Books, Belts and Berets Tanushree Poddar
RS 295 PP 223
There is an inverse relationship between the high esteem in which soldiers are viewed and the subsistence level of their emoluments.
Recently, after the unveiling of the Sixth Pay Commission's recommendations, India's three service chiefs collectively met the Union Defence Minister to express their unhappiness with the meagre compensation that was in store for the armed forces. Near simultaneously, hundreds of officers put in requests for premature retirement out of disgust for the treatment being meted out to everyone in uniform.
Tanushree Podder's book on the crucible of leadership in the country - the National Defence Academy (NDA) at Khadakvasla, near Pune - is a timely reminder to decision makers of the quality of leaders the country has chosen to decry.
To the military, the NDA is a brand built over the bodies of martyrs that put country before self, every single time. The title, Boots, Belts and Berets, is wholly appropriate to the apolitical nature of the book, dedicated by the author to "all cadets of NDA - past, present and future - the sentinels and pride of our nation".
It is a pity that those who will deny the uniformed fraternity an honourable existence are unlikely to ever read this absorbing account of the making of a warrior, warts and all.
The barely fictionalised account is through the eyes of Nikhil Dutta all of around 16 years of age, with a conservative bent of mind that eschews extremism of any kind.
Nikhil arrives in a state of apprehension as a first term cadet at Pune Railway Station with worldly possessions that are restricted to a black metal trunk and bedding. Dutta is one among dozens of his contemporaries who are all equally nervous about the bullying in store for them, but still bursting with naIve enthusiasm and justifiable pride - for they have survived a severe culling process where four to five of every thousand applicants are selected to enter the hallowed portals of the NDA.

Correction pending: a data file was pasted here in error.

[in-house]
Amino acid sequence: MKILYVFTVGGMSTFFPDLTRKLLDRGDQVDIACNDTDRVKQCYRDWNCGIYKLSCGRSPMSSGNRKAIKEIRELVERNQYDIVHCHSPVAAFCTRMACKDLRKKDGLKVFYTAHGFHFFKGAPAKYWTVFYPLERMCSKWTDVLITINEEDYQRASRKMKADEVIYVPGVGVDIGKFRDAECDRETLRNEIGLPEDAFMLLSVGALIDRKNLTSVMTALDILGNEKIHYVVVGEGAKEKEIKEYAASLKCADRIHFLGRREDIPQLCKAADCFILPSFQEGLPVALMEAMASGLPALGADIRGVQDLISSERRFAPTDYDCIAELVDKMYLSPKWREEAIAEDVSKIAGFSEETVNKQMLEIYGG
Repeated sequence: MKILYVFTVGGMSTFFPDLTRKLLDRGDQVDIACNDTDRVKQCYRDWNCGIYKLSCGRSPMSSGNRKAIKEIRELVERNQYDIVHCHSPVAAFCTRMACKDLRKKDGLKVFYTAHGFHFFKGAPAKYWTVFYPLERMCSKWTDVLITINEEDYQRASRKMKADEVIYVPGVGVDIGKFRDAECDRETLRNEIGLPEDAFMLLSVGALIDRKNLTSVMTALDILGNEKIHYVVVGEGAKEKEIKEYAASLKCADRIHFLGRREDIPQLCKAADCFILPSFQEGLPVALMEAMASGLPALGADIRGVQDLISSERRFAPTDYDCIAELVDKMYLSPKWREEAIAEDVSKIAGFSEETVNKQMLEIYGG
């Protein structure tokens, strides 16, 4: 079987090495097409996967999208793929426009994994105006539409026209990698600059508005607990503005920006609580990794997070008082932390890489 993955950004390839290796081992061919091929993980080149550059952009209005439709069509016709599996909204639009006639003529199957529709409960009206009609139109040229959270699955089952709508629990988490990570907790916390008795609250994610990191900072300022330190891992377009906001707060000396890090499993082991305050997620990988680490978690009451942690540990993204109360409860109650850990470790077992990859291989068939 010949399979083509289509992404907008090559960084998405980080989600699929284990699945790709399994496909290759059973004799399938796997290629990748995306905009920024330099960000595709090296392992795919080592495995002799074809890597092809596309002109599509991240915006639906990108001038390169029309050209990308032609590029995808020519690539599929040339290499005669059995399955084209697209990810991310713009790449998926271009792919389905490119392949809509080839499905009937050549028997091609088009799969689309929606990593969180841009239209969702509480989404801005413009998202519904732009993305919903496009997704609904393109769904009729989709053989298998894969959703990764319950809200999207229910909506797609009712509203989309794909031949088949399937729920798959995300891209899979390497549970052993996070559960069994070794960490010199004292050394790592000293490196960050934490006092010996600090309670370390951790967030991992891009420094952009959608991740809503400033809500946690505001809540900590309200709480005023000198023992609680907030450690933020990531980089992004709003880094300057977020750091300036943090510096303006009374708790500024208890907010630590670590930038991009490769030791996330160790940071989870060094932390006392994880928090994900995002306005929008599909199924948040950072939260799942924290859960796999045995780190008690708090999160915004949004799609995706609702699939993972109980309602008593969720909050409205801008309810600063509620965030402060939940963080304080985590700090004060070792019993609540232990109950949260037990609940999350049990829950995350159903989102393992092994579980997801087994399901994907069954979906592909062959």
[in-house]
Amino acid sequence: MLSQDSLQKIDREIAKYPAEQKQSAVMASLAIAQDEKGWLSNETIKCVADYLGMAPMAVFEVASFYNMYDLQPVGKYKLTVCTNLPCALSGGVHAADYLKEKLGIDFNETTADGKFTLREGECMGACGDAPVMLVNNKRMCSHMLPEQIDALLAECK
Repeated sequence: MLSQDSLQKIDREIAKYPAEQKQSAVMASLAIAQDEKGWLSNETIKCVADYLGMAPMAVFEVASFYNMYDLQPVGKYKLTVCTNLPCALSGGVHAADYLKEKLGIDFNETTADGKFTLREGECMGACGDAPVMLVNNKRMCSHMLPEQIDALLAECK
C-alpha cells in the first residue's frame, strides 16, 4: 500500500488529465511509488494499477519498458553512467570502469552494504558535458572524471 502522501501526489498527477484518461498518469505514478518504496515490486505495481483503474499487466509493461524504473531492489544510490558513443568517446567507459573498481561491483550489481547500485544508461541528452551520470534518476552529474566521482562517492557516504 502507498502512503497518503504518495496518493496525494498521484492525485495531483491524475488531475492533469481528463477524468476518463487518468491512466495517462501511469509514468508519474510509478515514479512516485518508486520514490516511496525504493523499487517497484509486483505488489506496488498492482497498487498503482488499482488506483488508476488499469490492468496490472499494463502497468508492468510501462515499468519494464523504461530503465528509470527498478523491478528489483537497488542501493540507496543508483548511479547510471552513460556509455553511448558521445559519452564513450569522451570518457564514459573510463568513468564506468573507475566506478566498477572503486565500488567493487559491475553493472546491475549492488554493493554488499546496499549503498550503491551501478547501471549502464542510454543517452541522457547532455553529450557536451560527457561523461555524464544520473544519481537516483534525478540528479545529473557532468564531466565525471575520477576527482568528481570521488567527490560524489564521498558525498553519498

The narrative is based upon a factual background of the NDA - a uniquely Indian concept of not segregating candidates selected for the army, the navy and the air Force - into separate training establishments, but keeping them together in a world-class establishment for the initial three years of training.
From there they take away a unique ethos, a culture, a sublime bonding of the spirit, and a cavalier disregard of lesser mortals that will transcend family, service and tribal loyalties of various hues forever in pursuit of endeavours for the national good.
The book unfolds through the trials and tribulations of a group of four cadets with widely different temperaments, and natural talent drawing sustenance from each other as the brutally rigorous regime of converting raw youth into leaders of substance rolls out.
Crude micro-haircuts meant to destroy notions of individuality, demeaning repetitive punishments, demanding academics, military skills acquired through a harsh and demanding environment where perfection is an expected norm, rigorous physical training swimming, shooting, riding and forced marches with full loads to Shivaji's erstwhile citadel at Sinhgarh is the stuff of this book.
Rampant libidos and fanciftil boastings of sexual conquests, wistful fancies of spending a night in a five star hotel, and pranks played - all give the reader something to readily relate to. All in all, an enthralling narrative of ordinary young men transcending their innate DNA and occasional episodes of human pettiness to emerge progressively into erudite, physically toughened, morally upright young leaders who have created the precious space for many decades for India's billion people to find their way
Birindra Singh Butalia is a retired brigadier